Just his personal statistics were enough to inspire anxiety at the prospect of facing Joel Garner. At 6 feet 8 inches, few bowlers have stood taller, and with those great, big, long arms and mighty levers of his, not many grounds had sight screens big enough to accommodate the top of his bowling arm.
Joel Garner was phenomenally accurate, but the one word you had to focus on was ‘bounce’. You were always looking at a length ball from him and thinking: ‘How high is this going to bounce?’ ‘High enough’ was mostly the answer. Although he could generate bounce, or perhaps precisely because of it, there was great danger in the balls he bowled of fuller length.
A lot of his wickets—almost half in Tests, in fact—were bowled or leg-before, and the batsmen were no doubt worried about the ball that might threaten the glove or head only to find one homing in on their stumps instead. Garner was a great purveyor of the Yorker, the old sand-shoe crusher, or big toe breaker.
The Yorker is a delivery that modern-day batsmen have found ways to lever to the boundary in one-day cricket, but in Garner’s day, we were happy just to keep it out, whatever the game, whatever the situation. You might doubt very much if even today batsmen would be hitting him for six if he got his Yorker in. He was quicker than people thought.
If he wound it up, he wasn’t far behind Michael Holding and Andy Roberts in pace. That wasn’t always his role, though. The West Indies bowling was so strong that some of them—and Joel Garner was one—inevitably had to fulfill roles they would not have done had they been playing on almost any other side.
He started his Test career in 1977, but it was not until 1984 that he took the new ball, with Clive Lloyd preferring to use him as something of a stock bowler. But once the new ball was his, Garner became even more potent than he had been.
Somerset naturally used him differently when he played for them, and he helped them win trophies with some explosive bursts. The first time I faced him in a major encounter was in the 1979 World Cup final. It was not my proudest moment. That was decidedly up against it, chasing a big total and already well behind the rate required, and Joel Garner was hardly the man to give you something to play within that situation.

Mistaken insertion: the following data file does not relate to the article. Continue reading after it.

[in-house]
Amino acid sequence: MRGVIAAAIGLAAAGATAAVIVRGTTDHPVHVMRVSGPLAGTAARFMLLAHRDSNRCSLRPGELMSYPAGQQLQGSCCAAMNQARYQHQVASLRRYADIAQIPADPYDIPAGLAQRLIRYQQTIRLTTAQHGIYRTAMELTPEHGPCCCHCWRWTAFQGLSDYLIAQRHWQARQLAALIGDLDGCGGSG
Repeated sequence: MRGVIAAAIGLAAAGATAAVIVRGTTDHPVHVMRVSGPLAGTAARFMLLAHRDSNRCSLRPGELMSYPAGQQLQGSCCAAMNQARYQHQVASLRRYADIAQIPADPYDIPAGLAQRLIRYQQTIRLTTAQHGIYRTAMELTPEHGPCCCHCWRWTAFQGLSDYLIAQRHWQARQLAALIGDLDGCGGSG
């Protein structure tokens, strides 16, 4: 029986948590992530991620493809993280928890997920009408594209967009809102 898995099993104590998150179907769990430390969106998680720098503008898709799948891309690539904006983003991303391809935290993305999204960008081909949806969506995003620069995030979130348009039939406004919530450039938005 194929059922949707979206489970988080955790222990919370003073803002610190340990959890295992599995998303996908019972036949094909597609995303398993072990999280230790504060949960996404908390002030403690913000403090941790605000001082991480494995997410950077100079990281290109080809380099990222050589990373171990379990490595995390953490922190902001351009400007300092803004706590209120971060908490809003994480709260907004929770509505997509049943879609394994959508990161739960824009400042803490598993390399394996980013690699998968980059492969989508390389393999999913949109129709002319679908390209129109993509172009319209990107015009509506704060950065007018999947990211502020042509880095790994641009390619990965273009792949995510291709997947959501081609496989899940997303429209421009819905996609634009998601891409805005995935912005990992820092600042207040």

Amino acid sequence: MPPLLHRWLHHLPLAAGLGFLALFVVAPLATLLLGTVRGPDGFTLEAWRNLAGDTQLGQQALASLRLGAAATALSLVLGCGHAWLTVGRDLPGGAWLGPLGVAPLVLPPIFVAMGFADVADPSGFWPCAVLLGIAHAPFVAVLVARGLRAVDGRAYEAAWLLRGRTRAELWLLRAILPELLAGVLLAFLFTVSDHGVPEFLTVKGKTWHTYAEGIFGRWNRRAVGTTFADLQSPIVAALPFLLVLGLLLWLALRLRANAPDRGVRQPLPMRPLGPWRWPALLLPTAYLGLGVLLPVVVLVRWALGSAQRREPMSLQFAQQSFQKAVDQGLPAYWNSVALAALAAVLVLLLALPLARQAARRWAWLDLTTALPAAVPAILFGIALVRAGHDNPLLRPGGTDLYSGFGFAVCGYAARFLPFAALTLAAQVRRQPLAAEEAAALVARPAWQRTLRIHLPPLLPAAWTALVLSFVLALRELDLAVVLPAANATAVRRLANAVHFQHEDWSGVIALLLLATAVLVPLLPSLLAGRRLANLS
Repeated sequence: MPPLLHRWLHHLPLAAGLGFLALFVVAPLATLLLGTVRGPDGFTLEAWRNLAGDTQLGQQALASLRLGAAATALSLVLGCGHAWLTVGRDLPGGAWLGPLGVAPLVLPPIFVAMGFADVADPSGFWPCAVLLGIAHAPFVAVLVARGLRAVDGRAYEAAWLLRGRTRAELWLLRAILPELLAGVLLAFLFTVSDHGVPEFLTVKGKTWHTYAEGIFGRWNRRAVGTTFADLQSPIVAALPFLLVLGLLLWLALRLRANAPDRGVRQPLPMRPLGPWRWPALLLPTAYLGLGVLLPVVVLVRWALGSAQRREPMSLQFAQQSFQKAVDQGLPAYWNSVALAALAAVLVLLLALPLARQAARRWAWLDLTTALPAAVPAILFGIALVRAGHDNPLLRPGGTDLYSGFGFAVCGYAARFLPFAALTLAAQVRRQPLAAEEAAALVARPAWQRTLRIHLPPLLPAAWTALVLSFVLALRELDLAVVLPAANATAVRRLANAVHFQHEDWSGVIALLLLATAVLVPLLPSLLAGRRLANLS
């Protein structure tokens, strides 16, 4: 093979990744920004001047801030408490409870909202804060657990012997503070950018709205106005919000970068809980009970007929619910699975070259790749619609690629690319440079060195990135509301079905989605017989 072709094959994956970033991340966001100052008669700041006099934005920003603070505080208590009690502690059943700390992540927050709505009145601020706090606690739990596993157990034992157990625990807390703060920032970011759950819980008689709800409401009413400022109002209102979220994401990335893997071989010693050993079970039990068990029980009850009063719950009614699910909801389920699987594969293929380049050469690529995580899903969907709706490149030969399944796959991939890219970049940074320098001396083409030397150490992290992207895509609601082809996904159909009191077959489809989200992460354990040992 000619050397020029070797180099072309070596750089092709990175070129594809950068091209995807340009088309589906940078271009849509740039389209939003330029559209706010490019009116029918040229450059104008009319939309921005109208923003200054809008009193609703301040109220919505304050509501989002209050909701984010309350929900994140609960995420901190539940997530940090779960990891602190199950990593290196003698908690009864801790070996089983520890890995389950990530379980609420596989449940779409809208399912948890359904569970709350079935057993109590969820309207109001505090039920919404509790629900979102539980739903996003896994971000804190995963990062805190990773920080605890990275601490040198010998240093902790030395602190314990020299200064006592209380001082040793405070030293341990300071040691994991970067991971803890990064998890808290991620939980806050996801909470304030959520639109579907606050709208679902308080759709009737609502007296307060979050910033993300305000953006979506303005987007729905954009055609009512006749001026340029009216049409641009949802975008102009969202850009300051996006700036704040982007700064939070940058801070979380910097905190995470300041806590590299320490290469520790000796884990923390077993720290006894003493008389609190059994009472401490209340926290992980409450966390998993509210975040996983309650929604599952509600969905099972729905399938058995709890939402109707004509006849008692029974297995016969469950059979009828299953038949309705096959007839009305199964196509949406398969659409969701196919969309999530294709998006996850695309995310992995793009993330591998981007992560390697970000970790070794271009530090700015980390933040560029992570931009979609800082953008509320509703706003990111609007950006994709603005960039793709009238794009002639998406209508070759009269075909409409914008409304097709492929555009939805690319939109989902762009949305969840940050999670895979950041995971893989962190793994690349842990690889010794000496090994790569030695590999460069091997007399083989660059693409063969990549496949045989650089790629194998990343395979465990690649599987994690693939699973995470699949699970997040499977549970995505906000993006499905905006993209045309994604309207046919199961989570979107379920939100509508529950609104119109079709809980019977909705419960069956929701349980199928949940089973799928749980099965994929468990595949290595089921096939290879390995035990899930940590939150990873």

Giving him room to try and carve one through the cover just gave him a sight of many stumps. Several England batsmen were out for zero when he bowled one of the five wickets he took in the space of 11 balls as the game sped to its conclusion. Amazingly, four England batsmen were bowled, with the other caught behind.
As an aside, how to score runs off him was a big puzzle for us. England faced him again a few months later in a one-day series in Australia without making much headway, and when faced with him for the first time in Tests in England the following year, his control was incredible. In the first Test, he bowled 57.1 overs off which just 74 runs were scored (at a cost of seven wickets); in the second innings, he bowled 39.3 overs for 57 runs (and six wickets).
It was some small crumb of comfort to England, having been dropped after the first game, to see that others found him no easier to play. Over the course of the five Tests, he sent down 212.4 overs for 371 runs and 26 wickets. His metronomic capabilities should not be overstated, however.
Every blue moon, there might be something you could have a go at. He might sometimes give you something outside off stump you could flail at, or something short you could try and help over the slips. He played in the 1981 Jamaica Test, in which Graham Gooch and David Gower both scored 150s.
It was a quick, bouncy pitch, but fortunately, it was also true in its bounce. Somehow, England found a way on that occasion. He came into the West Indies side as a stand-in for a home series against Pakistan in 1977 and was an instant success. He took 25 wickets in five matches, although there were tell-tale signs that he still had things to learn.
His wickets cost 27.52 each and went for more than three runs and an over. These were expensive figures for Joel. Of the 14 series he subsequently played, his average strayed over 23 only four times, and his economy rate was over three runs per over only twice. He was very, very consistent. Also, he was a fine catcher around the slips and gullies.
He was perhaps fortunate to arrive on the scene just as the West Indies were reaching the peak of their collective powers and finished in the late 1980s, before the decline in Caribbean cricket had begun. Remarkably, he played in only five defeats in his 58 Test matches (in which he took 259 wickets at an average of just 20.97).
A lot of that was down to his reliability, but of course, he was playing on a side with very few weak links. Being part of the most feared pace attack of all time almost automatically qualifies you to be one of the great individual bowlers. They were all immensely skilled as well as quick, and they were all decent men too.
As a bloke, Joel Garner was a particularly lovely guy, with those big genial eyes of his and that typically Bajan air of laid-back affability. He was known as ‘Big Bird’ not just by his own team but by everyone. There was a lot of affection for him, if not for his bowling.